New Honors for Beloved Leader in Pediatric Pulmonology

Dr. Thomas Keens
Photo by Wes Woods II / OUTLOOK
Dr. Thomas Keens, at his office at Children’s Hospital Los Angeles, displays the Pediatric Founders Award he recently won.

Dr. Thomas Keens, a La Cañada Flintridge resident who has served as medical director of the pulmonary physiology laboratory at Children’s Hospital Los Angeles since 1977, has gained further validation of his prominence in his field, having recently received the Pediatric Founders Award.
Keens spoke about his passion for his job during an interview in his CHLA office, where the many awards he has received — including the Founders Award — cover the walls, shelves and desk.
“I just love it,” Keens said. “I like the patient care, I like the research and I like the teaching. It’s the perfect career. No two days are the same, so I never get bored.”
Keens was the 10th recipient of the distinction granted by the Pediatric Scientific Assembly of the American Thoracic Society at its annual meeting on May 19 in Dallas.
“I’ve been around awhile and I guess that’s the reason,” Keens said. “I’ve been at Children’s Hospital since 1977, in the pulmonary division obviously, and over those years we’ve done a lot of research that I think has been important or fundamental and in terms of things that are now regarded as common practice in pediatric pulmonary. In my case, I’ve done this all using fellows” — doctors pursuing further training in their specialty. “In many cases they are the premier pulmonologists in their country or area.”
A pediatric pulmonologist treats youth who have lung and breathing diseases. Keens is considered an expert on children’s pulmonary and respiratory disorders, including sudden infant death syndrome, according to a biography on the USC website.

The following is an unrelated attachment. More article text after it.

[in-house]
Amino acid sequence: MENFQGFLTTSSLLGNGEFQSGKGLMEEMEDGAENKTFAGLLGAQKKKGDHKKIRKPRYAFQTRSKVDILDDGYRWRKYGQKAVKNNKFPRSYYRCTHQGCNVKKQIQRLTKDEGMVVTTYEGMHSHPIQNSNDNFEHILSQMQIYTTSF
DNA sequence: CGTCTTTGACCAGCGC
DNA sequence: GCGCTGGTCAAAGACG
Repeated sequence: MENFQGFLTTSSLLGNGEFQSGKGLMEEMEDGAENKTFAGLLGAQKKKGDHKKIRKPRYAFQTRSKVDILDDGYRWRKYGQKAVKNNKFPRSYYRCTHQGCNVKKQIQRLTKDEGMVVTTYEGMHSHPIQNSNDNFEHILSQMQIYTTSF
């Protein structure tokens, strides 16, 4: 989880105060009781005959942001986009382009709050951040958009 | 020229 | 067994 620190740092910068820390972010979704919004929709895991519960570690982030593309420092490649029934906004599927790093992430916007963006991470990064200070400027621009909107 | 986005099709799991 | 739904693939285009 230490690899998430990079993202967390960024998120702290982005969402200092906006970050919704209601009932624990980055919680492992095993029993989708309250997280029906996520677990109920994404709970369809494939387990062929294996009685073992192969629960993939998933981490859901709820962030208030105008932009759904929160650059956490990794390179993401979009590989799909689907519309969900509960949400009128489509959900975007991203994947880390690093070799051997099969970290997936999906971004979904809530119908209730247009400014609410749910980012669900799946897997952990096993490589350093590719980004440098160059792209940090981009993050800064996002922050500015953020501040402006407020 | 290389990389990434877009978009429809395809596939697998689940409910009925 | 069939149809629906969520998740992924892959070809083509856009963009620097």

The 72-year-old keeps a busy schedule. He is a professor of pediatrics, physiology and biophysics at the Keck School of Medicine of USC, Pediatric Pulmonology Fellowship training program director at CHLA, a vice chair at Children’s Hospital Institute of Medical Education, and a chair of the hospital’s committee on clinical investigations.
Dr. Stephanie Davis, who was recently the pediatric assembly chair for the American Thoracic Society, said Keens is a beloved leader.
“It’s remarkable how long he’s been there,” said Davis, chair of the department of pediatrics at the University of North Carolina School of Medicine and physician in chief of UNC Children’s Hospital, in an phone interview. “He’s exactly the type of physician we all want to be. That’s why he got the Founders Award. He’s made such a difference in our field in pediatric pulmonary. He’s a leader from all the fellows he’s trained. … He’s an incredible role model for all of us.”
Keens’ daughter Jenny Franz said the award had special meaning.
“I think that it is more rewarding to receive that recognition from his peers and his former students than it would be from anyone else,” said Franz, who teaches 5th-graders at La Cañada Elementary School. “It shows he had a direct impact on them.”
Keens said he received an email telling him he won the award about a month before receiving it. He said the Thoracic Society is the premier scientific society regarding pulmonary diseases for adults and children.
Franz said her father shows no signs of slowing down.
“It’s just the nature of being a physician and having to be on call,” she said. “He’s always had to spend a lot of time at work and with his patients and doing research and at conferences. He still puts in a lot of time at the hospital. He still takes calls like every other doctor in his department. He’s a busy guy.”
She believes his close relationships with his colleagues and former fellows have also kept him going.
“I think he still loves what he does and as long as that continues, he will keep going,” Franz said. “I can’t see him stopping unless being forced to.”

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